Wannemacher expands hobby of designing living spaces for friends into a full-time job


By Paul Batterson, WCS Contributing Writer

After she and her husband Eric moved into an apartment off Sawmill Road, Kate (Ahern) Wannemacher (WCS ’98) remembers looking around her surroundings and feeling very uninspired.

“We had some items and furniture I picked out and liked for the apartment, but when I looked at the apartment as a whole, it just didn’t look great,” Wannemacher said. “I just didn’t feel comfortable there. It wasn’t because it was a new space but because there wasn’t a space you could entertain well.

“There wasn’t a light to read by in the living room or a table you could set your coffee cup on. You had to move the sofa so you could have a conversation with someone. All of these things weren’t obvious to me when I started decorating the apartment.”

That sense of dissatisfaction snowballed from a hobby into a career for the Worthington Christian alumnae, who opened Wannemacher Interiors, in 2012. After redecorating her home space, Wannemacher began studying the latest designs and trends in home decorating magazines and taking correspondence courses in design.  Initially, she started helping out friends with their interior decorating issues, but the experience ignited a fire within in her to design.

“Every time I finished a job, I’d get so sad,” she said. “I loved the process so much, and I realized I didn’t have another project to look forward to it.  I realized I wanted to do this full time.”


Wannemacher’s design philosophy comes down to a simple credo: if it doesn’t work, change it.

“Design is all about solving problems,” she said. “If your space isn’t doing what you need it to do, you have to figure out what you need to do to get it there.”

Wannemacher spends a lot of time with customers trying to figure out what they would like to change.  She then provides them with an estimate. If the client feels like she is a good fit for them, she begins taking a lot of notes before formulating a proposal.

The client’s involvement varies from customer to customer.

“I ask a lot of questions – What’s not working for you? How do you need to use your space? What are your goals?” she said. “You’re spending a fair amount of money here, so these things need to be thought through.

“Every client is different. Some people like to be involved with the process. I may email them back and forth to see if I am on the right page. If it is a client who I’ve worked with a lot of the times, I kind of know what they’re looking for, what their priorities are and what they want.”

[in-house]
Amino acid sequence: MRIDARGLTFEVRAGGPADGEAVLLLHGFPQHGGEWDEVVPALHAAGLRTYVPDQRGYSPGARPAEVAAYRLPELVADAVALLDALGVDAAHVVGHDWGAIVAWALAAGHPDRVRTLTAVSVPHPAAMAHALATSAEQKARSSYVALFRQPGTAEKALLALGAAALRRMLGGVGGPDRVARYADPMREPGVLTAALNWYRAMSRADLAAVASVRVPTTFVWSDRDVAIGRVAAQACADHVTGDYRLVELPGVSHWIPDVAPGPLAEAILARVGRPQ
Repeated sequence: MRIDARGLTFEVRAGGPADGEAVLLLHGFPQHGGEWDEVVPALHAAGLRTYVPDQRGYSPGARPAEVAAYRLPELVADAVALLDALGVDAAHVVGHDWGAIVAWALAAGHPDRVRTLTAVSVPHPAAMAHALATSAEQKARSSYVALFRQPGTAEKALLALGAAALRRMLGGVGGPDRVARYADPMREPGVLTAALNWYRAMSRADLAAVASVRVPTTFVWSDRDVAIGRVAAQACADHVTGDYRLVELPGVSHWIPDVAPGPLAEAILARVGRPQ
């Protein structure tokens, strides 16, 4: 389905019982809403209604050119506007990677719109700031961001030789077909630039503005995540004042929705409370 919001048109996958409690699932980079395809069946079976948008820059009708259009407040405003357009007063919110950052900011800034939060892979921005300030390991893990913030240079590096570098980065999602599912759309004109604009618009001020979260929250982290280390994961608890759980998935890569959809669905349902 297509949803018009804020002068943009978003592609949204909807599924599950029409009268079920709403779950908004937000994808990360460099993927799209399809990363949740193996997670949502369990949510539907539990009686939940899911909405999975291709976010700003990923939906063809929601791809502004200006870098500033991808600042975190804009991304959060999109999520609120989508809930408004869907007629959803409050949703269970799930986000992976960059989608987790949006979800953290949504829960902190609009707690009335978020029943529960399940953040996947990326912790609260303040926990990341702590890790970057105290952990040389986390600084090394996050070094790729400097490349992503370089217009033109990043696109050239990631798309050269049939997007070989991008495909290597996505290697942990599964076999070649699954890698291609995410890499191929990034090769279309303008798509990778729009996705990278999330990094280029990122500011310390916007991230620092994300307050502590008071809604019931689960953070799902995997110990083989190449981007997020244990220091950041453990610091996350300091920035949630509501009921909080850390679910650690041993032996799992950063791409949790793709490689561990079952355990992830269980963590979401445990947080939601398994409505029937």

Wannemacher believes her background from her time at Worthington Christian helps her deal with clients as well as competitors. If a customer decides Wannemacher isn’t the one for the project, the designer can usually point the customer to a fellow designer who is more aligned with their needs and finances. She formed a group with other local interior decorators designed to support each other and help each other’s businesses grow.

“The way I deal with competitors is very Worthington Christianesque,” she said with a laugh.  “There are two types of people in the design field. You’re either competitive, or you’re trying to lift each other up. I realized it’s a lot more work and a lot less fun if you are constantly trying to one-up the competition. If that is your primary goal, then the victories are hollow after a while.

“It feels good when you can look around and see how many people God has blessed you with, who have helped your career. At the end of the day, we need people.”


When asked where her artistic visions come from, Wannemacher points to her mother, Sue.

“My mom was never a decorator, but I was always used to a beautiful home. I never really thought about that being a purposeful thing.  I thought it just happened by itself,” Wannemacher said. “I never realized until I was in my late 20s how stylish she was. No matter what income level we were at growing up, she’d always bring in freshly cut flowers or frame a picture from a magazine she liked.  She had an excellent eye for thinking outside the box.”